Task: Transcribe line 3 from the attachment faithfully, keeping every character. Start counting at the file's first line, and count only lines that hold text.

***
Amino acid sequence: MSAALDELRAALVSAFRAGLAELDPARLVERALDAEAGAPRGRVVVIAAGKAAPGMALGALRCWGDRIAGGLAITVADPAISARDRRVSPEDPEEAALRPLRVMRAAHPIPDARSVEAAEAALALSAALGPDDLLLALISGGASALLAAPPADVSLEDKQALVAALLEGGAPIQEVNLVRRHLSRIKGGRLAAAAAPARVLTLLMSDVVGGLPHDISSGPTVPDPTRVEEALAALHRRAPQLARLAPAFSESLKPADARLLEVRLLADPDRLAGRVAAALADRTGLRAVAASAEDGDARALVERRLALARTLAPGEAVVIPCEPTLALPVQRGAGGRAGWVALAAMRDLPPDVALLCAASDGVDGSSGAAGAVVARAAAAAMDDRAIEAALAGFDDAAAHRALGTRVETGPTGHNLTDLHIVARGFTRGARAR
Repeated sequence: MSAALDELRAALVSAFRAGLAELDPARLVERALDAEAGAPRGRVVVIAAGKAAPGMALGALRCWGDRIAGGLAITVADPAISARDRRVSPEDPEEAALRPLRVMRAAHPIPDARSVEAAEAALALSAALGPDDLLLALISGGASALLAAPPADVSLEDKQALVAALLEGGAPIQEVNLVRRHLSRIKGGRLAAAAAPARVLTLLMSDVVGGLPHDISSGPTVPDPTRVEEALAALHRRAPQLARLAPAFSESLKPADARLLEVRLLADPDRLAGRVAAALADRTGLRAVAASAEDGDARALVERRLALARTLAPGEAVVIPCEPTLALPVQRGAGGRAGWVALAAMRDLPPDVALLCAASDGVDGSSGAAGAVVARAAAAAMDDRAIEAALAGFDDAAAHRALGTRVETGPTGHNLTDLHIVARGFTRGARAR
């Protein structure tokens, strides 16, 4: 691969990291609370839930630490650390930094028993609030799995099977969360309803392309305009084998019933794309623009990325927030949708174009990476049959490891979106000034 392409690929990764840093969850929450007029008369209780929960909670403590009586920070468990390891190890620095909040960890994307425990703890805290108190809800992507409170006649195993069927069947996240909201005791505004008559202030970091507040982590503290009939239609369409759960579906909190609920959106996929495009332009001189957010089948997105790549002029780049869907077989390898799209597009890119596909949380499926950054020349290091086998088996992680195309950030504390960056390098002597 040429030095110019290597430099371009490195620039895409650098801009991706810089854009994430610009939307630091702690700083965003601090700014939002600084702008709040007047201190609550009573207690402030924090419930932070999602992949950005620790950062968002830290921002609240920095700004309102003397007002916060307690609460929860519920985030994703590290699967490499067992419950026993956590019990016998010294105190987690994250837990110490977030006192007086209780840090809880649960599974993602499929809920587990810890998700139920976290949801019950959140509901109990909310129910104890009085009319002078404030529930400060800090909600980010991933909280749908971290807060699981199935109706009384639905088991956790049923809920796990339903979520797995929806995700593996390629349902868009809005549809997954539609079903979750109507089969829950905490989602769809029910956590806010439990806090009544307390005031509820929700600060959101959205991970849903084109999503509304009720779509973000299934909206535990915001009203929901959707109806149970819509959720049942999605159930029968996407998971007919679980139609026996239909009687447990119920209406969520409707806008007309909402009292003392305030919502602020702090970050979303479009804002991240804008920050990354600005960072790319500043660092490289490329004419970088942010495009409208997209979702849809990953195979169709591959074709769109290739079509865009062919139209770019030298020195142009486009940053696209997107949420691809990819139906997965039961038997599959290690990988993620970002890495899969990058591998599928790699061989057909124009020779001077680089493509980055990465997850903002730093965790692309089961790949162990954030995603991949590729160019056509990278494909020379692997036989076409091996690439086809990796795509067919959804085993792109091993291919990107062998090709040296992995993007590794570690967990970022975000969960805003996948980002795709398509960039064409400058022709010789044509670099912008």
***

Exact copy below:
């Protein structure tokens, strides 16, 4: 691969990291609370839930630490650390930094028993609030799995099977969360309803392309305009084998019933794309623009990325927030949708174009990476049959490891979106000034 392409690929990764840093969850929450007029008369209780929960909670403590009586920070468990390891190890620095909040960890994307425990703890805290108190809800992507409170006649195993069927069947996240909201005791505004008559202030970091507040982590503290009939239609369409759960579906909190609920959106996929495009332009001189957010089948997105790549002029780049869907077989390898799209597009890119596909949380499926950054020349290091086998088996992680195309950030504390960056390098002597 040429030095110019290597430099371009490195620039895409650098801009991706810089854009994430610009939307630091702690700083965003601090700014939002600084702008709040007047201190609550009573207690402030924090419930932070999602992949950005620790950062968002830290921002609240920095700004309102003397007002916060307690609460929860519920985030994703590290699967490499067992419950026993956590019990016998010294105190987690994250837990110490977030006192007086209780840090809880649960599974993602499929809920587990810890998700139920976290949801019950959140509901109990909310129910104890009085009319002078404030529930400060800090909600980010991933909280749908971290807060699981199935109706009384639905088991956790049923809920796990339903979520797995929806995700593996390629349902868009809005549809997954539609079903979750109507089969829950905490989602769809029910956590806010439990806090009544307390005031509820929700600060959101959205991970849903084109999503509304009720779509973000299934909206535990915001009203929901959707109806149970819509959720049942999605159930029968996407998971007919679980139609026996239909009687447990119920209406969520409707806008007309909402009292003392305030919502602020702090970050979303479009804002991240804008920050990354600005960072790319500043660092490289490329004419970088942010495009409208997209979702849809990953195979169709591959074709769109290739079509865009062919139209770019030298020195142009486009940053696209997107949420691809990819139906997965039961038997599959290690990988993620970002890495899969990058591998599928790699061989057909124009020779001077680089493509980055990465997850903002730093965790692309089961790949162990954030995603991949590729160019056509990278494909020379692997036989076409091996690439086809990796795509067919959804085993792109091993291919990107062998090709040296992995993007590794570690967990970022975000969960805003996948980002795709398509960039064409400058022709010789044509670099912008």